After two loops we ditched our headlamps as we could now make out the trail in the immersing sunrise and welcomed the warming sunshine to hopefully begin to melt our already fully established frost beards!

all of us do. all of us.
Before the third loop was over, I slightly slowed down and Chance kept going strong. I was hoping for him to make the podium. A success in his first ultra would add another maniac to our small community long term!

The fourth go around was a mental and physical challenge. I couldn’t push too hard if I wanted to finish strong. My calf muscles threatened to lock up on the long steep uphills and their twitching took all of my attention so that i forgot to pick up my feet and on a few occasions I nearly ate some nice trail dirt. The stumbling helped me remember something that I learned a couple of years back. Usually when I run low on calories, I stop picking up my feet and generally don’t watch where I’m going very well. I downed the rest of my sweet tea with another Endurance Tap Gel and played the patience game until that sugar would hit my blood stream and help me refocus. I was elated when I was on the last downhill, knowing that I would only have to do this ordeal one more time.

end of final downhill section

However, the fifth and final loop was no ordeal at all. Even though it turned out to be my slowest loop of the day, I felt quite fast. The 20K and 30K runners were mostly finished so that I had plenty of room to run and any runner in my sight was a competitor (even though a few were being lapped, they still seemingly pulled me towards them so that the last few miles went by in a blurr. I found myself once again within about a mile of the finish and knew I’d be getting in under 5 hours, which was my main goal for the day. Not close to PR levels, but this challenging course was here for me to learn. I made up a spot or two and within a quarter mile of the finish flew by yet another runner on that kamikaze downhill (at least the way I run it).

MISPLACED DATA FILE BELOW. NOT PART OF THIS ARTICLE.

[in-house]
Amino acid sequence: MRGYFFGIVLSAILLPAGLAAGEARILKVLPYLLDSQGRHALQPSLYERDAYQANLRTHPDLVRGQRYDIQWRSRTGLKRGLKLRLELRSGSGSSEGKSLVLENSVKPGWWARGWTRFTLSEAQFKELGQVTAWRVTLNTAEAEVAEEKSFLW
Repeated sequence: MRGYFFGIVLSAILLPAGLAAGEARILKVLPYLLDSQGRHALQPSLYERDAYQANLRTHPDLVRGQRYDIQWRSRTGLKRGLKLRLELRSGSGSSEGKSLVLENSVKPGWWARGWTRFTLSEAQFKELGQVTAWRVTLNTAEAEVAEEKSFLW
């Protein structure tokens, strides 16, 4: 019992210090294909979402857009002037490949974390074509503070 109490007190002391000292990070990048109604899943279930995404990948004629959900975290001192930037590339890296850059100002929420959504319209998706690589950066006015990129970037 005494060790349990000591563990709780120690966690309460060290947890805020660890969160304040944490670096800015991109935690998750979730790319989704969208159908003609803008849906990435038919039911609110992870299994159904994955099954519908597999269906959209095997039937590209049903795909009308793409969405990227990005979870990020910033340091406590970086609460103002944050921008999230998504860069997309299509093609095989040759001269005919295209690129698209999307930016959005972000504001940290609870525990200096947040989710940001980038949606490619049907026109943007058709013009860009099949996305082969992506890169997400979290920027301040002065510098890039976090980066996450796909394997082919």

At the end, I came in 7th overall at 4:52h. The winner ran an insane 4:03h for a new course record. These young college kids!

The sweatsoaked shirt had become a detriment quickly and I changed in my nearby parked car. Huddling up at the camp fire restored some energy as I cooled off rapidly after finishing. To my surprise Chance was turning the final corner and went by crossing the finish line. Turned out that I passed him when we went by the aid station between loops 4 and 5. He told me later he bonked hard. If he gets his nutrition right, he’ll win some of these in the future (Keep it up!)

aid station by day
The entire race was a great organized event (nice work Karen and Nancy!) and every runner I spoke to attested to the fun they had despite the freezing temps. I’ll definitely come back again, but now it’s time to rest a bit. My legs have carried me far between those 8 days and I was contemplating another „short“ little marathon the following week in Utah.